The Small Business Exemption
The FFCRA and prior DOL guidance indicated that, if providing child-care related paid sick leave and expanded family medical leave would jeopardize the viability of a private business with fewer than 50 employees as a going concern, the employer could potentially take advantage of a small business exemption. The Department’s newly issued guidance provides details regarding this exemption.
Small businesses, including religious or nonprofit organizations, with fewer than 50 employees are exempt from providing paid sick leave or expanded family and medical leave due to school or place of care closures or child care provider unavailability for COVID-19 reasons where an authorized officer of the business determines that:
- The provision of paid sick leave of expanded family and medical leave would result in the small business’s expenses and financial obligations exceeding available business revenues and cause the small business to cease operating at a minimal capacity;
- The absence of the employee or employees requesting paid sick leave of expanded family and medical leave would entail a substantial risk to the financial health or operational capabilities of the small business because of their specialized skills, knowledge of the business, or responsibilities; or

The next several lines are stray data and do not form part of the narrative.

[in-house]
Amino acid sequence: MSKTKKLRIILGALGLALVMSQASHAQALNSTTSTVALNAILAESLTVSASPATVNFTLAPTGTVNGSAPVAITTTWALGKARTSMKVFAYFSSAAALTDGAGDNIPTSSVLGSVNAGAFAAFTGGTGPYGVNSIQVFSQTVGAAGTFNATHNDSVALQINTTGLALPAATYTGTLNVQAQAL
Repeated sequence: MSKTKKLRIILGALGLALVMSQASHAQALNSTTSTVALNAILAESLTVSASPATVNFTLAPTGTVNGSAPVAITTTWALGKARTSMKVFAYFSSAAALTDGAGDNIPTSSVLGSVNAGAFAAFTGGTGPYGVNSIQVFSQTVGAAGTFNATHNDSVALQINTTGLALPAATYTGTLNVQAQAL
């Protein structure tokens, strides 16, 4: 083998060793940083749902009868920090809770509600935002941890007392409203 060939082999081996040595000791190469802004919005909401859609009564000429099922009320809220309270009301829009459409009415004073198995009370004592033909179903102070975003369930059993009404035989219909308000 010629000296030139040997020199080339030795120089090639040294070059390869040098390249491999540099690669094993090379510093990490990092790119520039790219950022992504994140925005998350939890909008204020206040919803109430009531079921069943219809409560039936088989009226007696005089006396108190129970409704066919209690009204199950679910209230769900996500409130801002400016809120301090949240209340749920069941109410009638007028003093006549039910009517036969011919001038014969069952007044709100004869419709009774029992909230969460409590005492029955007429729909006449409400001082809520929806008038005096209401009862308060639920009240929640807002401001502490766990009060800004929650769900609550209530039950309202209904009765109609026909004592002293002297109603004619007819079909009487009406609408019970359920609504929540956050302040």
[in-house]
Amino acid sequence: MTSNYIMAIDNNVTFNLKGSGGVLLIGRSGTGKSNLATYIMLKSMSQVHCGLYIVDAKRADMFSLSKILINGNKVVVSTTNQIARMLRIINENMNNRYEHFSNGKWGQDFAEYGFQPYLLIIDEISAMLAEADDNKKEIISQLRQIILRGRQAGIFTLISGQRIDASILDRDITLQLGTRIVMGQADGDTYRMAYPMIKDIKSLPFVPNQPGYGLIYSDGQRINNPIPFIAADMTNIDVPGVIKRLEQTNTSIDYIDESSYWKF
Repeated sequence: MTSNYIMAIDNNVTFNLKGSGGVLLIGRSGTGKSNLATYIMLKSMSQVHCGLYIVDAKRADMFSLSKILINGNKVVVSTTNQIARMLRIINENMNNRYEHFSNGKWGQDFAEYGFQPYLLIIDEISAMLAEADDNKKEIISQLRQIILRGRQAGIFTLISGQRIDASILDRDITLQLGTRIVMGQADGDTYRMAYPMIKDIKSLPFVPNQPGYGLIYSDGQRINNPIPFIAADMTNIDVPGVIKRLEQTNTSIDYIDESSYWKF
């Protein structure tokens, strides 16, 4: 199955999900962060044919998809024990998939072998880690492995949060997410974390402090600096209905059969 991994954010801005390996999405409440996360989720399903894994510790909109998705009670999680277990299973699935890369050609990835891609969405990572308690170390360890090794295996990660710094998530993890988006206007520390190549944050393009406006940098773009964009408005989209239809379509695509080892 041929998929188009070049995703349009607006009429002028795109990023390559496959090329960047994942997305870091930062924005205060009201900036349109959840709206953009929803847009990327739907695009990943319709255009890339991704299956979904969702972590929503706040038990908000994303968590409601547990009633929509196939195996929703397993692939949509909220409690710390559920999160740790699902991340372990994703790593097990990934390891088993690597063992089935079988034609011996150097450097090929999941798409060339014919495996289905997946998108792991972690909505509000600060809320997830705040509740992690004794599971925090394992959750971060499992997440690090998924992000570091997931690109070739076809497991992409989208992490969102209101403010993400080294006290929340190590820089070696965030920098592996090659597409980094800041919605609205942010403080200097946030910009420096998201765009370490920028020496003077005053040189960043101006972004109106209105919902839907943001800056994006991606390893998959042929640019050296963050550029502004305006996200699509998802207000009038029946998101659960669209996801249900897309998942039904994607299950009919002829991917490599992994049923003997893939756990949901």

- There are not sufficient workers who are able, willing, and qualified, and who will be available at the time and place needed, to perform the labor or services provided by the employee or employees requesting paid sick leave or expanded family and medical leave, and these labor or services are needed for the small business to operate at a minimal capacity.
In sum, a small business is exempt from the mandated paid sick leave or expanded family medical leave requirements only if all of the following conditions are satisfied:
- the employer employs fewer than 50 employees;
- leave is requested because the employee has a child whose school or place of care is closed, or child care provider is unavailable, due to COVID-19 related reasons; and
- an authorized officer of the Company has determined that at least one of the three conditions listed above is satisfied.
As an important aside, the Department clarified that the FFCRA adopts the FMLA’s definition of who constitutes an employee’s child. “Son or daughter” includes, not only the employee’s own biological children under the age of 18, but also the employee’s adopted, foster, and step children, legal ward, and any child for whom the employee stands in loco parentis. Individuals who will be deemed to stand in loco parentis to a child are those who provide either day-to-day care or financial support for the child. Further, employers should remember that “son or daughter” also includes an adult child who is 18 or older and who is incapable of self-care due to a mental or physical disability.
Small employers needing to take advantage of the FFCRA’s small business exemption should carefully create and retain documentation evidencing that they satisfy each of the conditions set forth above. However, they should not send the documentation created to the Department.